FFSA Comes of Age
8:17 PM Sat 24th Apr, 2010 - Sweeper
It has been exactly 7 years since the publication of the ground breaking Crawford Report.
The findings of the "Report of the Independent Soccer Review Committee into the Structure, Governance and Management of Soccer in Australia", aka the Crawford Report, has driven the transformation of the administration of football in Australia. Soccer Australia was replaced by the Football Federation of Australia (FFA), each state based football body has been dissolved and replaced by new FFA controlled entities.
On the field the struggling NSL has disappeared to be replaced by the very successful A-League with healthy attendances both one the field and on the TV. In 2003 anyone who said Adelaide would regularly play in front of 10,000 plus crowds and Melbourne in front of 30,000 crowds would have been called a madman.
After 34 years in the wilderness the Socceroos qualified for the 2006 World Cup Finals and become the darlings of the Australian sporting public. The Socceroos victory over Uruguay in Sydney to qualify for the World Cup Finals has gone down as one of the greatest moments in Australian sporting history. The Socceroos have subsequently moved into Asia and once again qualified for the World Cup in 2010. This is a feat football fans like myself would only have dreamed of in 2003.
Football has made many major achievements over the past 7 years. But sometimes it is the small achievements that can be the most significant. A week ago I received a letter from the FFSA. I opened it and was surprised to find the 2009 FFSA Annual Report.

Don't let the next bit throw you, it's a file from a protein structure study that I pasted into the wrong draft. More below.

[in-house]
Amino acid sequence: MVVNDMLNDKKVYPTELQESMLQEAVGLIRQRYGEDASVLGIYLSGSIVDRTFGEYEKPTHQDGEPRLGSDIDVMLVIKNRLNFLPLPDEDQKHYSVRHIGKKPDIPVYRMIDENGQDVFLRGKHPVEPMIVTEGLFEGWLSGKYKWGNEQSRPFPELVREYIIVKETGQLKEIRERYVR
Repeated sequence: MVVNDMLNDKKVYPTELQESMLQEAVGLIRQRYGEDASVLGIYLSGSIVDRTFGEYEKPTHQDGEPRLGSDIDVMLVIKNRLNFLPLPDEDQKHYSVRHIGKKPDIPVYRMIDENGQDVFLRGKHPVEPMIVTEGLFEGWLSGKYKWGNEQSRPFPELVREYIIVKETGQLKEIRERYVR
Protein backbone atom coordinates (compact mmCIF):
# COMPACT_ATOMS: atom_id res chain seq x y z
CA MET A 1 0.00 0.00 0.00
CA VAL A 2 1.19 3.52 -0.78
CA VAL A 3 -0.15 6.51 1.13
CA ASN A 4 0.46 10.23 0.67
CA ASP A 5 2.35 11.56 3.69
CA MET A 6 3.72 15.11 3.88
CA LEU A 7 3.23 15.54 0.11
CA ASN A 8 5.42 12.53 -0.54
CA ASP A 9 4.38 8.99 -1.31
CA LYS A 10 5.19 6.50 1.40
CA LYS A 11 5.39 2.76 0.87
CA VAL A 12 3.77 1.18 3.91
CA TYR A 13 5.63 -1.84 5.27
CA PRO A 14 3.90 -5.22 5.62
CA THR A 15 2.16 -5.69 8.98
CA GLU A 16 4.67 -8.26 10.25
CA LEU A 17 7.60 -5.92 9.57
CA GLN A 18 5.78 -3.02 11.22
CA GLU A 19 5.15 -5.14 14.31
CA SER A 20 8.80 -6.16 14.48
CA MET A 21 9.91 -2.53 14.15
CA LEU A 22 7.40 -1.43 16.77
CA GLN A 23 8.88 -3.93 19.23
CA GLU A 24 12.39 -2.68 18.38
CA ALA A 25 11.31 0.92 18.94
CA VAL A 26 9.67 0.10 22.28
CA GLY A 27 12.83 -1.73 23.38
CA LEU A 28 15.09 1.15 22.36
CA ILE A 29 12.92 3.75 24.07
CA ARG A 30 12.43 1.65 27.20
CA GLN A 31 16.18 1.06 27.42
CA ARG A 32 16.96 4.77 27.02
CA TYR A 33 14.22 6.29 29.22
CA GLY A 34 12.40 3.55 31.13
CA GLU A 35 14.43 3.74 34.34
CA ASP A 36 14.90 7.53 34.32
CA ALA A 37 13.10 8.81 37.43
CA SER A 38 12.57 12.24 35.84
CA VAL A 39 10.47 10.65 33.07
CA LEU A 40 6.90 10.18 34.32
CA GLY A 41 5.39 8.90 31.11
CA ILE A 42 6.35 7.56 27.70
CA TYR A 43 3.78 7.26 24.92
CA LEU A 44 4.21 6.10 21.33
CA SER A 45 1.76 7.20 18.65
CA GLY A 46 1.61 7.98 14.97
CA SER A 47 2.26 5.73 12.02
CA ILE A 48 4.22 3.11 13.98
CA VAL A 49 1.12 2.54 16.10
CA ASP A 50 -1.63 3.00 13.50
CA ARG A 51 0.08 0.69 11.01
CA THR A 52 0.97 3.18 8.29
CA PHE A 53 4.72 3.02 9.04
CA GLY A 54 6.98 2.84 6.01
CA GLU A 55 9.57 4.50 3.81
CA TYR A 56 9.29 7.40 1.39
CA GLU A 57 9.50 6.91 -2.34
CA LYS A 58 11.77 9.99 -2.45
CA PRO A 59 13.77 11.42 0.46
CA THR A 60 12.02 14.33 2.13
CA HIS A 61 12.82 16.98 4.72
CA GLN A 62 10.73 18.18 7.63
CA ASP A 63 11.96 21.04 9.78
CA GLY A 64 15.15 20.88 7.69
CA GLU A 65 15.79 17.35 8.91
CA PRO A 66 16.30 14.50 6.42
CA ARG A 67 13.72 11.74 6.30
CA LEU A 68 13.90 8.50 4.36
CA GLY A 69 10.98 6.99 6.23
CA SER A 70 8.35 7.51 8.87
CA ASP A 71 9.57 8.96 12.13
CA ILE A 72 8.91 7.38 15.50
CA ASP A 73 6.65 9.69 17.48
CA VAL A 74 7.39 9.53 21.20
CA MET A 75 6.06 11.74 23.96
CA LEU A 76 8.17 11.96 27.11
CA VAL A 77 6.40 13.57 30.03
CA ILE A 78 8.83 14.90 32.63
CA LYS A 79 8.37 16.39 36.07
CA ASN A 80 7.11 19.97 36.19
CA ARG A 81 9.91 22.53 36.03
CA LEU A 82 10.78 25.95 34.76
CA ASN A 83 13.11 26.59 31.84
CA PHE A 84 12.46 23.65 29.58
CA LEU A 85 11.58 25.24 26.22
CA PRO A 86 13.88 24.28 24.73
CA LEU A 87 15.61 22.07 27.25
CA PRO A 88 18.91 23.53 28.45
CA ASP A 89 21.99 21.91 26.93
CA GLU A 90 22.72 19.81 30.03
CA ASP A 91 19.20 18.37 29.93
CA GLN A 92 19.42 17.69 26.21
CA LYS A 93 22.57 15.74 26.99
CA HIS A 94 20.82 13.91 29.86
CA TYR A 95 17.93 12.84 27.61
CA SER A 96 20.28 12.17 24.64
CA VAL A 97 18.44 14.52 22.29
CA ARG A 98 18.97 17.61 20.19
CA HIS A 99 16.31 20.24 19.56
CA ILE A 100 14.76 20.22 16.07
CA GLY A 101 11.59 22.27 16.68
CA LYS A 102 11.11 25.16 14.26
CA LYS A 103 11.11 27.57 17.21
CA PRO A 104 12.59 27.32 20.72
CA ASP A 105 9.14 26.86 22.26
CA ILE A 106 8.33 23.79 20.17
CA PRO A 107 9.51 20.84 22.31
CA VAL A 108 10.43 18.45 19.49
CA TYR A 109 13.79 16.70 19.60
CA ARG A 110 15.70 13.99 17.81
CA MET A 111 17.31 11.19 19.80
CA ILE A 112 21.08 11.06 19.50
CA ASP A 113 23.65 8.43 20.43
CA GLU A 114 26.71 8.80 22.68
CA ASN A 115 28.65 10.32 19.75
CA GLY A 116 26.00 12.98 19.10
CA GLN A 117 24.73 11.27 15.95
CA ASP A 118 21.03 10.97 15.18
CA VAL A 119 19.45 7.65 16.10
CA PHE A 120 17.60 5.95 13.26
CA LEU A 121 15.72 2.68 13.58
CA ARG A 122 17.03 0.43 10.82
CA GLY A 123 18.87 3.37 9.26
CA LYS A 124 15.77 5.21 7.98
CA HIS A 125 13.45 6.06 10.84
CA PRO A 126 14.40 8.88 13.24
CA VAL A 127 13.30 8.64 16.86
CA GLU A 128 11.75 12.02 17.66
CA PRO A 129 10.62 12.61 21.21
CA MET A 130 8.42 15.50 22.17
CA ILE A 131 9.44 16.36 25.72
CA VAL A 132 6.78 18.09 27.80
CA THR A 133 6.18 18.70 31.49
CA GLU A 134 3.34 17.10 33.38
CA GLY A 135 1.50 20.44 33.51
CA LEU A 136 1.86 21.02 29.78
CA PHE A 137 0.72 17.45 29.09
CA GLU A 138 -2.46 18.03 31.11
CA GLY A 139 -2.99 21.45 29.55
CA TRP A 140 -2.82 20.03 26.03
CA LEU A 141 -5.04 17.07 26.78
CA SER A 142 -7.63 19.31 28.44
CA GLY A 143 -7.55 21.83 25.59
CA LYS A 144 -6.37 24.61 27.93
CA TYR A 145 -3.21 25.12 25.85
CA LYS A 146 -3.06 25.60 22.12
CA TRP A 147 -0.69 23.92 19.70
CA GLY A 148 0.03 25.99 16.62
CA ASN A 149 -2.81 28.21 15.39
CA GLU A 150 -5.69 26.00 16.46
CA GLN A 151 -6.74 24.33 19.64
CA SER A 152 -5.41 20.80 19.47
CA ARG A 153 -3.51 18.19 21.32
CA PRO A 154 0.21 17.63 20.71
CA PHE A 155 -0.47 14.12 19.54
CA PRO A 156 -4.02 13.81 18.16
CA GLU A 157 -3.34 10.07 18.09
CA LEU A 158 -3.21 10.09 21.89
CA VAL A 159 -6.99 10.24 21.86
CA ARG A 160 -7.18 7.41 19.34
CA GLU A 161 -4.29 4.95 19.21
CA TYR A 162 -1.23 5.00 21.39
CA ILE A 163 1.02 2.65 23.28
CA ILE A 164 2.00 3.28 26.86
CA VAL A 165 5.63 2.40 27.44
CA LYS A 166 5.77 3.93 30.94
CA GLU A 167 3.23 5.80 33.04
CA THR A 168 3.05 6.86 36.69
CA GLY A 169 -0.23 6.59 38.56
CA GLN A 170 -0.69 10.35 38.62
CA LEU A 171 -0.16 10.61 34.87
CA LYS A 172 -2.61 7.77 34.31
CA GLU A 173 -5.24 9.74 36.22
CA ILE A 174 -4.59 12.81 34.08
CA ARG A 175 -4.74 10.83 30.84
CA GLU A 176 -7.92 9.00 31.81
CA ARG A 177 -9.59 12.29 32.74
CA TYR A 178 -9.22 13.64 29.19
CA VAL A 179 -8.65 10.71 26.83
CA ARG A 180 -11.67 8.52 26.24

The FFSA Annual Report contains a full disclosure of its financial statements as well as reports from the President, the CEO and other FFSA staff outlining the activities of the FFSA and the future direction for both the organisation and the sport in this state.
The FFSA Annual Report is a public document available to all and the FFSA must be applauded for adopting this level of disclosure and openness.
In 2003 the administration of football in Australia occurred behind closed doors and was hidden in a cloak of mystery and suspicion and was wracked with conflict. In 2010 the FFSA has proven that it has come of age. The FFSA's Annual Report demonstrates just how far the administration of football has come in 7 years.
As an aside, local football fans will also be pleased to note that the FFSA turned in a surplus of $221,000 in the year ending October 2009. Well done to the FFSA.
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